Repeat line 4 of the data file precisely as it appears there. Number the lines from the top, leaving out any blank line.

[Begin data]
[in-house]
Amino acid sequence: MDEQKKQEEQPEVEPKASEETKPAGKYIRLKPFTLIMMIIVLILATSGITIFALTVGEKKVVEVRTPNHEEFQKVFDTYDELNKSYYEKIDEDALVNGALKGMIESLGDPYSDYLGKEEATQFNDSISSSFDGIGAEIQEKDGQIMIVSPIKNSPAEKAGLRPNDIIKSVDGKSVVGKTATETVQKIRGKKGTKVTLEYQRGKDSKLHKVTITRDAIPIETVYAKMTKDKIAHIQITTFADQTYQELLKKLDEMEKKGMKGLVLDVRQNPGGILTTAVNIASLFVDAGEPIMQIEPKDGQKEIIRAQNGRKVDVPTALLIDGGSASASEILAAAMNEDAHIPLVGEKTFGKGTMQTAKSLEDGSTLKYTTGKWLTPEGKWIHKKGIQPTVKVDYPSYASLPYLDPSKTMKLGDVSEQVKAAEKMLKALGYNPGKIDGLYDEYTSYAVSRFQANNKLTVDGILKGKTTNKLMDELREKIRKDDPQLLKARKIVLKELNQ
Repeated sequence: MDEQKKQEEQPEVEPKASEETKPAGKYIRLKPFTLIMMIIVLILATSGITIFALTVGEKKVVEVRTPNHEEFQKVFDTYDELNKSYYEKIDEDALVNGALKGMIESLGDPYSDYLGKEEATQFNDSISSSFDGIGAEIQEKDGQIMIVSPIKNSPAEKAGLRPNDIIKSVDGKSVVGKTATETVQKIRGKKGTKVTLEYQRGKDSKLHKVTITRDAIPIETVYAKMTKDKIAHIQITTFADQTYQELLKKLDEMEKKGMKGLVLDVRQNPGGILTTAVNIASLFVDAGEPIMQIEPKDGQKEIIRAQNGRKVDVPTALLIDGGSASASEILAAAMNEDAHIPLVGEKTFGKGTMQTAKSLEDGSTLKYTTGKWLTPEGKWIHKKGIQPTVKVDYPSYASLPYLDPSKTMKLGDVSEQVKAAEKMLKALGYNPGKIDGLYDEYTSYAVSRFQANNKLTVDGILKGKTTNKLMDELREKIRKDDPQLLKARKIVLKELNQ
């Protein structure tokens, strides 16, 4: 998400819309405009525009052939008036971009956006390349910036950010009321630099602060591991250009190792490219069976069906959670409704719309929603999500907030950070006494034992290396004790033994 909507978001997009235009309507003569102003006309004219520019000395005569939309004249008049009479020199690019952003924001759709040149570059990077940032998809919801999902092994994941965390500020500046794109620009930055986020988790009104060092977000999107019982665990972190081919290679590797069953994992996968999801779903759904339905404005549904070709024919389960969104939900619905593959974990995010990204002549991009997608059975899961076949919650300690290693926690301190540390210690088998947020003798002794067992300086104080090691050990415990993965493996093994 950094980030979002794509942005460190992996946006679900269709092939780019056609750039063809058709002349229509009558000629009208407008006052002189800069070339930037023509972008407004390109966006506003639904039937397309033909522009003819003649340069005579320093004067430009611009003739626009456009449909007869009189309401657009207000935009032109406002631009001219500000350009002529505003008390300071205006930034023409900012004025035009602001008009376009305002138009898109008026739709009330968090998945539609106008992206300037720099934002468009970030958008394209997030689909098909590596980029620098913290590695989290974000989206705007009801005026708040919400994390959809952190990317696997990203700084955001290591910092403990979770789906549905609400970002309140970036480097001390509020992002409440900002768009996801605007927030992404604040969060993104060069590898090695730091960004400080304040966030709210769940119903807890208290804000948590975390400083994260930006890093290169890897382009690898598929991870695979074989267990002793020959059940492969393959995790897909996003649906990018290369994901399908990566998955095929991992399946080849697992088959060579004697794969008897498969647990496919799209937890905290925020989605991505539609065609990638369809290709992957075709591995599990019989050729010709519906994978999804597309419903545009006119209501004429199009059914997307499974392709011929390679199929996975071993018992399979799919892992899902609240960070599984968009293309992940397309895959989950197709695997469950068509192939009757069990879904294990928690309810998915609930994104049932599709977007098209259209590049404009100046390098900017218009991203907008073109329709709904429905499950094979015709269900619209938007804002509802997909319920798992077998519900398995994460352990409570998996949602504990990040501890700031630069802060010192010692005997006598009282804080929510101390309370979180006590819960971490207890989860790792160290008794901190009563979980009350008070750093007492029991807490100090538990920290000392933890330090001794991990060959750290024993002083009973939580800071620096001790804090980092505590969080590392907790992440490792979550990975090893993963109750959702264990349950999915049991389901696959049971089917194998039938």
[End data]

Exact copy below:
């Protein structure tokens, strides 16, 4: 998400819309405009525009052939008036971009956006390349910036950010009321630099602060591991250009190792490219069976069906959670409704719309929603999500907030950070006494034992290396004790033994 909507978001997009235009309507003569102003006309004219520019000395005569939309004249008049009479020199690019952003924001759709040149570059990077940032998809919801999902092994994941965390500020500046794109620009930055986020988790009104060092977000999107019982665990972190081919290679590797069953994992996968999801779903759904339905404005549904070709024919389960969104939900619905593959974990995010990204002549991009997608059975899961076949919650300690290693926690301190540390210690088998947020003798002794067992300086104080090691050990415990993965493996093994 950094980030979002794509942005460190992996946006679900269709092939780019056609750039063809058709002349229509009558000629009208407008006052002189800069070339930037023509972008407004390109966006506003639904039937397309033909522009003819003649340069005579320093004067430009611009003739626009456009449909007869009189309401657009207000935009032109406002631009001219500000350009002529505003008390300071205006930034023409900012004025035009602001008009376009305002138009898109008026739709009330968090998945539609106008992206300037720099934002468009970030958008394209997030689909098909590596980029620098913290590695989290974000989206705007009801005026708040919400994390959809952190990317696997990203700084955001290591910092403990979770789906549905609400970002309140970036480097001390509020992002409440900002768009996801605007927030992404604040969060993104060069590898090695730091960004400080304040966030709210769940119903807890208290804000948590975390400083994260930006890093290169890897382009690898598929991870695979074989267990002793020959059940492969393959995790897909996003649906990018290369994901399908990566998955095929991992399946080849697992088959060579004697794969008897498969647990496919799209937890905290925020989605991505539609065609990638369809290709992957075709591995599990019989050729010709519906994978999804597309419903545009006119209501004429199009059914997307499974392709011929390679199929996975071993018992399979799919892992899902609240960070599984968009293309992940397309895959989950197709695997469950068509192939009757069990879904294990928690309810998915609930994104049932599709977007098209259209590049404009100046390098900017218009991203907008073109329709709904429905499950094979015709269900619209938007804002509802997909319920798992077998519900398995994460352990409570998996949602504990990040501890700031630069802060010192010692005997006598009282804080929510101390309370979180006590819960971490207890989860790792160290008794901190009563979980009350008070750093007492029991807490100090538990920290000392933890330090001794991990060959750290024993002083009973939580800071620096001790804090980092505590969080590392907790992440490792979550990975090893993963109750959702264990349950999915049991389901696959049971089917194998039938």